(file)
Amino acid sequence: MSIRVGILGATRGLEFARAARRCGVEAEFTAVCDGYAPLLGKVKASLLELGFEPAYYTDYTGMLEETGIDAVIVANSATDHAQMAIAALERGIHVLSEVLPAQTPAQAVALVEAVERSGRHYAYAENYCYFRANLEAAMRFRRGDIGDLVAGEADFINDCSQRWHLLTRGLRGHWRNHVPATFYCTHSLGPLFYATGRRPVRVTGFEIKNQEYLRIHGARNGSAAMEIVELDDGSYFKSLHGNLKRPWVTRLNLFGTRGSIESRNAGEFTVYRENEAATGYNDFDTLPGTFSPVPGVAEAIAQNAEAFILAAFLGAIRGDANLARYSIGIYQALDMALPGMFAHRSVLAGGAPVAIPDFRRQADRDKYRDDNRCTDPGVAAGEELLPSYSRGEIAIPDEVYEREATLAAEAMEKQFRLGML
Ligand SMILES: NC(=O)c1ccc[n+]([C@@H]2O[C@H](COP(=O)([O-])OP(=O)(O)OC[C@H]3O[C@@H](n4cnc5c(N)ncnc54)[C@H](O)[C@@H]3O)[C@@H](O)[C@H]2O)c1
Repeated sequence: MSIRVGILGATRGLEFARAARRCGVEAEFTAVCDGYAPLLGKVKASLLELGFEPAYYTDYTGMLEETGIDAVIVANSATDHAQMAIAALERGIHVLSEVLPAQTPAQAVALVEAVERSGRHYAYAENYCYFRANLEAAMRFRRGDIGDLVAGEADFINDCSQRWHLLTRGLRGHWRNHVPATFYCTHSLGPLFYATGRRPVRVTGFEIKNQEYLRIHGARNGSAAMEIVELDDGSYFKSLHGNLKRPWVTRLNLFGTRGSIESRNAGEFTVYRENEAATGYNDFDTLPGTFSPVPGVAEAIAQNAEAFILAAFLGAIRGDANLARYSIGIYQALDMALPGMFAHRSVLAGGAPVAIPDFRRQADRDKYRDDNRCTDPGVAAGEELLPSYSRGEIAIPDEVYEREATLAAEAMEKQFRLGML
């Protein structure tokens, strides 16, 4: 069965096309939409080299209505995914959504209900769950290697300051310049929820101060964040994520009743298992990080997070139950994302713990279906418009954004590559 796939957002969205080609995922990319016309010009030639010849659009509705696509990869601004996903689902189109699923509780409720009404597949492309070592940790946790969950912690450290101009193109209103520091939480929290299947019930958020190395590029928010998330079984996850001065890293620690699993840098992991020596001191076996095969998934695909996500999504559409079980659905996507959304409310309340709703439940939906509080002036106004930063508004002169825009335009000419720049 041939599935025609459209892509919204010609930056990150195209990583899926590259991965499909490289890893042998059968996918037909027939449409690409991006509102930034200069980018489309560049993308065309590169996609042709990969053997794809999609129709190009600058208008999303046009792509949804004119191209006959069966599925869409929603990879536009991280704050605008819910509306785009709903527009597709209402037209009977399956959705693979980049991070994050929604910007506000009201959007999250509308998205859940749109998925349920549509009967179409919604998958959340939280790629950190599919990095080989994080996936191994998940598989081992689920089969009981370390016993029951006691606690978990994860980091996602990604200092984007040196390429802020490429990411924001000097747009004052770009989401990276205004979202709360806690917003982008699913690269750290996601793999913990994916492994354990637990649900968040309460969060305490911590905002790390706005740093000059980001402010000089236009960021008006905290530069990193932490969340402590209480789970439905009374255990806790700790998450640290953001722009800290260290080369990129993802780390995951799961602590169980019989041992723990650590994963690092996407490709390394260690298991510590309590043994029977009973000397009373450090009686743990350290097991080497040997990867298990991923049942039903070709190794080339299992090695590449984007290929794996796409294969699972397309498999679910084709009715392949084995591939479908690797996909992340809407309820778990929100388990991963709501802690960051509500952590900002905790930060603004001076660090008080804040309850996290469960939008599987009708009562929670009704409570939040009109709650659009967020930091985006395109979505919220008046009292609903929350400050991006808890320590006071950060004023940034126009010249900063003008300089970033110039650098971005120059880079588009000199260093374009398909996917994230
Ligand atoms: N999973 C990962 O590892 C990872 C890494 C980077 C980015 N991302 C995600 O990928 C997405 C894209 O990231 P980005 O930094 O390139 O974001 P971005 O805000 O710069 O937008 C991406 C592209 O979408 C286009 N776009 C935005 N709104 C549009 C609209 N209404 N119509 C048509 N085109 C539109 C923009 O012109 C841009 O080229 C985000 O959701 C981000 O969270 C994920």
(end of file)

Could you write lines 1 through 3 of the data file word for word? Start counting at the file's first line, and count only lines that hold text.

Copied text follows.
Amino acid sequence: MSIRVGILGATRGLEFARAARRCGVEAEFTAVCDGYAPLLGKVKASLLELGFEPAYYTDYTGMLEETGIDAVIVANSATDHAQMAIAALERGIHVLSEVLPAQTPAQAVALVEAVERSGRHYAYAENYCYFRANLEAAMRFRRGDIGDLVAGEADFINDCSQRWHLLTRGLRGHWRNHVPATFYCTHSLGPLFYATGRRPVRVTGFEIKNQEYLRIHGARNGSAAMEIVELDDGSYFKSLHGNLKRPWVTRLNLFGTRGSIESRNAGEFTVYRENEAATGYNDFDTLPGTFSPVPGVAEAIAQNAEAFILAAFLGAIRGDANLARYSIGIYQALDMALPGMFAHRSVLAGGAPVAIPDFRRQADRDKYRDDNRCTDPGVAAGEELLPSYSRGEIAIPDEVYEREATLAAEAMEKQFRLGML
Ligand SMILES: NC(=O)c1ccc[n+]([C@@H]2O[C@H](COP(=O)([O-])OP(=O)(O)OC[C@H]3O[C@@H](n4cnc5c(N)ncnc54)[C@H](O)[C@@H]3O)[C@@H](O)[C@H]2O)c1
Repeated sequence: MSIRVGILGATRGLEFARAARRCGVEAEFTAVCDGYAPLLGKVKASLLELGFEPAYYTDYTGMLEETGIDAVIVANSATDHAQMAIAALERGIHVLSEVLPAQTPAQAVALVEAVERSGRHYAYAENYCYFRANLEAAMRFRRGDIGDLVAGEADFINDCSQRWHLLTRGLRGHWRNHVPATFYCTHSLGPLFYATGRRPVRVTGFEIKNQEYLRIHGARNGSAAMEIVELDDGSYFKSLHGNLKRPWVTRLNLFGTRGSIESRNAGEFTVYRENEAATGYNDFDTLPGTFSPVPGVAEAIAQNAEAFILAAFLGAIRGDANLARYSIGIYQALDMALPGMFAHRSVLAGGAPVAIPDFRRQADRDKYRDDNRCTDPGVAAGEELLPSYSRGEIAIPDEVYEREATLAAEAMEKQFRLGML